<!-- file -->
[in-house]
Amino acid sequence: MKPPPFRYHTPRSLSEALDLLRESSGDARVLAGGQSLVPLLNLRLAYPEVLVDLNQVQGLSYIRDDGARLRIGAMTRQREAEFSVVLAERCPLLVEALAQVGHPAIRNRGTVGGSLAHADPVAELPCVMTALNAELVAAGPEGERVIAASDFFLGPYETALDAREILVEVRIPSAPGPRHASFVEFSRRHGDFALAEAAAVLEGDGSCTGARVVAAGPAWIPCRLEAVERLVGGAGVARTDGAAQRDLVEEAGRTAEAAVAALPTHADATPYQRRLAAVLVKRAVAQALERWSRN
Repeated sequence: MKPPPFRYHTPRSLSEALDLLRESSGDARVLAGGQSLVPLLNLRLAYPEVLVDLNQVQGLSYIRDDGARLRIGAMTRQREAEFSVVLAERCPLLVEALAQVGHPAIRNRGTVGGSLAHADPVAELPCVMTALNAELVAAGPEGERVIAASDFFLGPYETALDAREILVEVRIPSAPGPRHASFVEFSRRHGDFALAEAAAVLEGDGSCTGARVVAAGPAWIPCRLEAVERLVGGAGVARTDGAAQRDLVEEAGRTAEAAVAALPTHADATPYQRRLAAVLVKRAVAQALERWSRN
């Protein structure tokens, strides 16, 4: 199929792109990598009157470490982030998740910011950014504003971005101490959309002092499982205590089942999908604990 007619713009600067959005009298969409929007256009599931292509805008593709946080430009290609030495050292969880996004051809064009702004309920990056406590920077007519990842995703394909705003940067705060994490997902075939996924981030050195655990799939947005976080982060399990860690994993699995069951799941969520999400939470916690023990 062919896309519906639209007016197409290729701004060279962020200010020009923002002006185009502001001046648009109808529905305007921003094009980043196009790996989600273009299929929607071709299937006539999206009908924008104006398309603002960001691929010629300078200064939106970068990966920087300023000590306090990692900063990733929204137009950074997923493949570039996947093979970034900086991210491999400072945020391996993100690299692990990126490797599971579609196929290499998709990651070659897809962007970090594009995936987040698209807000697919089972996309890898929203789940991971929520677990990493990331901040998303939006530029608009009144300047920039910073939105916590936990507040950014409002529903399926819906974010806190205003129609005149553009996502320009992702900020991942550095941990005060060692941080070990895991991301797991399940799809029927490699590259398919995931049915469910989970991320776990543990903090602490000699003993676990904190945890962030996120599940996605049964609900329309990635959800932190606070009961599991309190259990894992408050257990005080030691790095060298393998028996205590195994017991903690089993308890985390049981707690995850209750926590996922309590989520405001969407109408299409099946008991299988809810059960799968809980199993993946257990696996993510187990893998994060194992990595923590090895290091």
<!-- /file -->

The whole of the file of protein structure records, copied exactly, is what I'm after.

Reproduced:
[in-house]
Amino acid sequence: MKPPPFRYHTPRSLSEALDLLRESSGDARVLAGGQSLVPLLNLRLAYPEVLVDLNQVQGLSYIRDDGARLRIGAMTRQREAEFSVVLAERCPLLVEALAQVGHPAIRNRGTVGGSLAHADPVAELPCVMTALNAELVAAGPEGERVIAASDFFLGPYETALDAREILVEVRIPSAPGPRHASFVEFSRRHGDFALAEAAAVLEGDGSCTGARVVAAGPAWIPCRLEAVERLVGGAGVARTDGAAQRDLVEEAGRTAEAAVAALPTHADATPYQRRLAAVLVKRAVAQALERWSRN
Repeated sequence: MKPPPFRYHTPRSLSEALDLLRESSGDARVLAGGQSLVPLLNLRLAYPEVLVDLNQVQGLSYIRDDGARLRIGAMTRQREAEFSVVLAERCPLLVEALAQVGHPAIRNRGTVGGSLAHADPVAELPCVMTALNAELVAAGPEGERVIAASDFFLGPYETALDAREILVEVRIPSAPGPRHASFVEFSRRHGDFALAEAAAVLEGDGSCTGARVVAAGPAWIPCRLEAVERLVGGAGVARTDGAAQRDLVEEAGRTAEAAVAALPTHADATPYQRRLAAVLVKRAVAQALERWSRN
């Protein structure tokens, strides 16, 4: 199929792109990598009157470490982030998740910011950014504003971005101490959309002092499982205590089942999908604990 007619713009600067959005009298969409929007256009599931292509805008593709946080430009290609030495050292969880996004051809064009702004309920990056406590920077007519990842995703394909705003940067705060994490997902075939996924981030050195655990799939947005976080982060399990860690994993699995069951799941969520999400939470916690023990 062919896309519906639209007016197409290729701004060279962020200010020009923002002006185009502001001046648009109808529905305007921003094009980043196009790996989600273009299929929607071709299937006539999206009908924008104006398309603002960001691929010629300078200064939106970068990966920087300023000590306090990692900063990733929204137009950074997923493949570039996947093979970034900086991210491999400072945020391996993100690299692990990126490797599971579609196929290499998709990651070659897809962007970090594009995936987040698209807000697919089972996309890898929203789940991971929520677990990493990331901040998303939006530029608009009144300047920039910073939105916590936990507040950014409002529903399926819906974010806190205003129609005149553009996502320009992702900020991942550095941990005060060692941080070990895991991301797991399940799809029927490699590259398919995931049915469910989970991320776990543990903090602490000699003993676990904190945890962030996120599940996605049964609900329309990635959800932190606070009961599991309190259990894992408050257990005080030691790095060298393998028996205590195994017991903690089993308890985390049981707690995850209750926590996922309590989520405001969407109408299409099946008991299988809810059960799968809980199993993946257990696996993510187990893998994060194992990595923590090895290091």